Yair Lorberbaum, Transcending the Rationales of the Commandments
October 20, 2014
Moot Court Room, Cardozo Law School, 55 Fifth Avenue
In the Guide of the Perplexed III: 31, Maimonides describes a view that treats the rationales of the commandments (ta'amei ha-mitzvot) as transcendent. For the people who subscribe to this view the transcendence of the reasons for the commandments is not simply a theological doctrine; in their view, obedience to mysterious decrees of a sublime and incomprehensible God is the very essence of religious and halakhic life. I will call this spiritual mood "halakhic religiosity of transcendence and mystery."
In chapter 31 Maimonides clarifies the deep irrationality embedded in this religiosity in order to persuade his readers that every commandment has a rational reason, that is, that the "whole purpose [of the commandments) consists in what is useful for us."
In the lecture, I will argue that: (1) halakhic religiosity of transcendence and mystery is absent from ancient Jewish literature – Bible, Midrashic, Talmudic and Geonic literature - and that it is the innovation of the high middle ages. (2) This halakhic religiosity spread in various Jewish circles during the generations after Maimonides, culminating in the modern era. (3) It has a profound impact on halakhic discourse.
February 6, 2013
February 15, 2012
October 21, 2010
February 3, 2010
In the aftermath of the destruction of the Second Temple (70 CE), the sages of Yavneh and their successors provided the Jewish community with a wide range of alternative frameworks for religious expression. The question that will be addressed is: Were these steps perceived as temporary and intended to fill the immediate void created by the destruction, or were they intended to provide for a long-term, and possibly even more spiritualized context for future Judaism?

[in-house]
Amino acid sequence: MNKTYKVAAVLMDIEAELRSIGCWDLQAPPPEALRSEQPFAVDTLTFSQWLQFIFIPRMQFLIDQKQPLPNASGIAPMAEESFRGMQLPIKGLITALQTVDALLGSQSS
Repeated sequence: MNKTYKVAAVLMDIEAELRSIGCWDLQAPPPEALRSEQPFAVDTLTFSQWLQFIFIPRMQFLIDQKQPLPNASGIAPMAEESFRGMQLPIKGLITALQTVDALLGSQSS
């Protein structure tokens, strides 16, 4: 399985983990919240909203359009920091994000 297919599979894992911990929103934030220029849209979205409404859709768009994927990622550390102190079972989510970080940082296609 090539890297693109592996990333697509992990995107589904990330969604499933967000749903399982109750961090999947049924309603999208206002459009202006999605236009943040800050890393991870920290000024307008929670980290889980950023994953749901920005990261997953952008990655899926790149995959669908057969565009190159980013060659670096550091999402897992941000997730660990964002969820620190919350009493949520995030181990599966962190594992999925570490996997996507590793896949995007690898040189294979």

Gerald Blidstein, Human Dignity as a Norm of Jewish Law
March 18, 2009
February 7, 2008
Hanina Ben-Menahem, Jewish Law and the Myth of Formalism: (Mis)readings of Jewish Law from Paul to the Present
September 18, 2006
For almost 2,000 years, Jewish law has been denounced as a pedantic, hyper-legalistic system in which rights and duties are determined by splitting hairs and nit-picking, and not on the merits. The claim is that Jewish law focuses on abstract concepts, and gives little consideration to either human needs and real-life situations, or universal ethical imperatives. Despite its utter invalidity, the criticism, already voiced by St. Paul, continues to this day. This lecture will explore the factors that conspired to produce this distorted view of Jewish law, and the polemical background against which it emerged.
Rachel Levmore, “Israel as the Jewish-Democratic State: Straddling the Hyphen”
March 1, 2006
Rachel Levmore, a rabbinical court advocate in Israel, will compare the two very different systems of divorce courts in the State of Israel, the State Family Court and the Rabbinical Court (Beth Din), and describe the areas of jurisdiction of each. The method of attaining a divorce in Israel, which has no civil marriage or divorce, contrasts sharply with the divorce process in the Diaspora. This lecture will explore the ramifications of this contrast for all Jews in Israel, regardless of religious affiliation, as well as implications for Jews of the Diaspora.